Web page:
City should shop locally - Eadie
PUBLISHED: 07:00 15 January 2009 | UPDATED: 16:00 10 September 2010
Why stop at one former Norwich City hero taking charge at Carrow Road following Glenn Roeder's sacking - bring in a whole group of them. That is what former City winger and fans favourite Darren Eadie would like to see rise from the ashes of Norwich's latest managerial upheaval - although he admits Canaries board must go about their recruitment process with care.
Why stop at one former Norwich City hero taking charge at Carrow Road following Glenn Roeder's sacking - bring in a whole group of them.
That is what former City winger and fans favourite Darren Eadie would like to see rise from the ashes of Norwich's latest managerial upheaval - although he admits Canaries board must go about their recruitment process with care.
"They've got to be very cautious about how they go about it financially," said Eadie. "Even before this happened, I spoke to Gossy and Gunny about whether a group of ex-players could come in and take charge. You would need an experienced head as well, they could get paid if they win and not get paid if they don't, but you know they'd only have the interests of the club at heart.
"It is hard to read the intentions of the club at the moment and it will be interesting to see who turns up, but the next person who comes in will have a Norwich connection I think."
Eadie was at Carrow Road on Tuesday to watch Norwich's FA Cup exit to Championship strugglers Charlton Athletic - and a make-shift team at that.
"I don't think it was any great surprise and if you take the Ipswich game out of the equation, it might have happened a little earlier," Eadie said of Roeder's departure. "As a player you play for three reasons: yourself, the fans and the management. And judging by the Charlton performance, I'm not sure all three of them were out there.
"I know some of the players and people inside the club, players and people who have left, and they have eluded to that (Roeder losing the dressing room). It's hard to judge without being one of the players, but judging by the performance, they didn't want to play for Glenn Roeder."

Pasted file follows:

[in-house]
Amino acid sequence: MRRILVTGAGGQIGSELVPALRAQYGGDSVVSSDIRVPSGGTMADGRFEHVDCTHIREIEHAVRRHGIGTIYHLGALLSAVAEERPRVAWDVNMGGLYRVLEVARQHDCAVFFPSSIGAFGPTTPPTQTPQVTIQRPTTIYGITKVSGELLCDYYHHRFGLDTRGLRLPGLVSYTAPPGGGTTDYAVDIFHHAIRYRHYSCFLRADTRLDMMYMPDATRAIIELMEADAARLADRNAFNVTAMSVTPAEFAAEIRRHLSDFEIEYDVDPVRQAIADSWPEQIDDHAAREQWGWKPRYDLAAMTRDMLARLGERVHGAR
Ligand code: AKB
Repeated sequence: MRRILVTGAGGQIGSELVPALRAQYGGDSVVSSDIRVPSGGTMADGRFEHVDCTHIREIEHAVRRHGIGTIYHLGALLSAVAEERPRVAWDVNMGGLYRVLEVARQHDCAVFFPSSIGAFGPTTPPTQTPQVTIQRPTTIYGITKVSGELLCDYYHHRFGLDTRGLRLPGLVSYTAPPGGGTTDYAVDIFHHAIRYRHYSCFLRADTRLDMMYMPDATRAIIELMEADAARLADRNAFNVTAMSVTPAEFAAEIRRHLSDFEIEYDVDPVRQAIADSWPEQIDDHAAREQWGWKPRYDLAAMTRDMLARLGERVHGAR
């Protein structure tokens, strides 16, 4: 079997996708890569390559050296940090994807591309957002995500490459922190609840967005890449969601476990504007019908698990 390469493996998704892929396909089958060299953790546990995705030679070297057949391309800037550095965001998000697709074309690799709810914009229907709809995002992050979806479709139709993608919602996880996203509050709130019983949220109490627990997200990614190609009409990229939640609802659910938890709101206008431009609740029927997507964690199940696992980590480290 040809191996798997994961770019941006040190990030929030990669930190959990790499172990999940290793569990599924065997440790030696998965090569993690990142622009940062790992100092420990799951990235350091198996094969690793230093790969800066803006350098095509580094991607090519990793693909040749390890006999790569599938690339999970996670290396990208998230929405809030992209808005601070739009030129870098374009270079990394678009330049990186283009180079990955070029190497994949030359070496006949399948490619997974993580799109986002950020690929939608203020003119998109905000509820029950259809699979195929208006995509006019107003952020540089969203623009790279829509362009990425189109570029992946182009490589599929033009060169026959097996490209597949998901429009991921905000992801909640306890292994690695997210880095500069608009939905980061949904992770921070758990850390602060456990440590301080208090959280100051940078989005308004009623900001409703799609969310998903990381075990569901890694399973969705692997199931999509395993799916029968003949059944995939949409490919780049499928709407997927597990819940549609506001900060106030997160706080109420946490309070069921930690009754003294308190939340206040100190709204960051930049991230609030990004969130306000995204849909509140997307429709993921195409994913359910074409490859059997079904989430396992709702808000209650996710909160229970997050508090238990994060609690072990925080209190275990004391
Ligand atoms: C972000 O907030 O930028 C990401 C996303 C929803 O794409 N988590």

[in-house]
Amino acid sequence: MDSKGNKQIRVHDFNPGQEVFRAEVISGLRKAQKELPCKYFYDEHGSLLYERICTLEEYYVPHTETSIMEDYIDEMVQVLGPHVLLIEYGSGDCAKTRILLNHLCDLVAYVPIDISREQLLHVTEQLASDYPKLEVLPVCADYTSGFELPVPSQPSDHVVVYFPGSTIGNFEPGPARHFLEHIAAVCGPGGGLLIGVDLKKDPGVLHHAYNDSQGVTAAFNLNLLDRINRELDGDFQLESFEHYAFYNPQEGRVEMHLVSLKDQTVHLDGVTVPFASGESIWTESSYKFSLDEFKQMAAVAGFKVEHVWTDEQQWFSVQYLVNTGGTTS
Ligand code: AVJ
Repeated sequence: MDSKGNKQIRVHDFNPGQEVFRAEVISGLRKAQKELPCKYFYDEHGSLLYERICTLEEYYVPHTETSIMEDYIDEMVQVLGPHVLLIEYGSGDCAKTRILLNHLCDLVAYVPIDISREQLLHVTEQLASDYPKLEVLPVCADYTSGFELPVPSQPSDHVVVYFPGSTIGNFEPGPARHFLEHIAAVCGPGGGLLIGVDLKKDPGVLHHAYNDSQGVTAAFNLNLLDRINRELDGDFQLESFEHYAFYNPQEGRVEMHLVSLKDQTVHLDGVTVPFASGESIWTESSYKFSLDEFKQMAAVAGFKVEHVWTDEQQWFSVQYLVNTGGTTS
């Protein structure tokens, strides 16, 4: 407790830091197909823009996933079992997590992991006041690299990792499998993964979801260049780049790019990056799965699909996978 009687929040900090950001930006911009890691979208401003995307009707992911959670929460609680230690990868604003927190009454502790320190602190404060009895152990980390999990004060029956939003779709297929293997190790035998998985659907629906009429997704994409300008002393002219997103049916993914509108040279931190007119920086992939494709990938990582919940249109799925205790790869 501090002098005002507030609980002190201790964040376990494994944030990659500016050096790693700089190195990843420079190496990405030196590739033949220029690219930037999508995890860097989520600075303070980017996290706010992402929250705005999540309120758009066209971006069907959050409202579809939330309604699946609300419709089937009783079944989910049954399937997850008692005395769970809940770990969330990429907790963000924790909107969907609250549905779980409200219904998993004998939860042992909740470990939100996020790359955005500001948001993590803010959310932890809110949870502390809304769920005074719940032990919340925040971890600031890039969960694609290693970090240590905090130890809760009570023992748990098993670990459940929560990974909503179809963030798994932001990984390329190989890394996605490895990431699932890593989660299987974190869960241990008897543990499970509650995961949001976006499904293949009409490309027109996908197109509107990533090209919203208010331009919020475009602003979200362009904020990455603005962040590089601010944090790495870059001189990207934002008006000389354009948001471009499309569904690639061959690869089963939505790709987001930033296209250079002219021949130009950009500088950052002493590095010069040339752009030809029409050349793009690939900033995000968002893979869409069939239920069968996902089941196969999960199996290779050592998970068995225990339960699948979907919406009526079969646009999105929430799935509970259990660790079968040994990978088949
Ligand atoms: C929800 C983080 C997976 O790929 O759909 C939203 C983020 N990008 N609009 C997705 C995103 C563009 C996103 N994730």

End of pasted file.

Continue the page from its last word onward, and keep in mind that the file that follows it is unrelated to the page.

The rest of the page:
So having kept them in the Championship last season, where did it all go wrong for Roeder.
"I know there had to be a certain amount of loans in because of the financial situation at the club, but I think there were probably four too many," said Eadie. "Norwich have always had a good team spirit but with that many players coming in and going out, you can't build. It's that time when the chips are down - can they give you that extra half-a-yard if they know they are going to leave?
"I would get in the likes of Leroy Lita, someone who has something to prove. But if you have a load of kids coming in from Arsenal and Chelsea, they know they are going to go back there whatever happens. These may not be issues for the players, but on the outside that is always going to be in the back of people's minds."
Then there was the departure of Roeder's assistant Lee Clark to take over as manager of League One Huddersfield Town.
"I think things were already on their way down, but I don't think it helped," Eadie added. "The number two is so important as a bridge between the players and the manager. You can't play good cop and bad cop at the same time. It would have been very difficult for someone to come in and fill his place, and that ultimately had an effect."
Despite a host of tricky decisions for the Norwich board to mull over, Eadie believes Roeder's exit was a step in the right direction.
"By the way things were going it can only help," said Eadie. "I know it's a cliché but it is a fresh start. The slate is wiped clean.
"I'd get everyone back here who's out on loan, get Chris Martin and Jamie Cureton up front together and give them the chance to make themselves real heroes."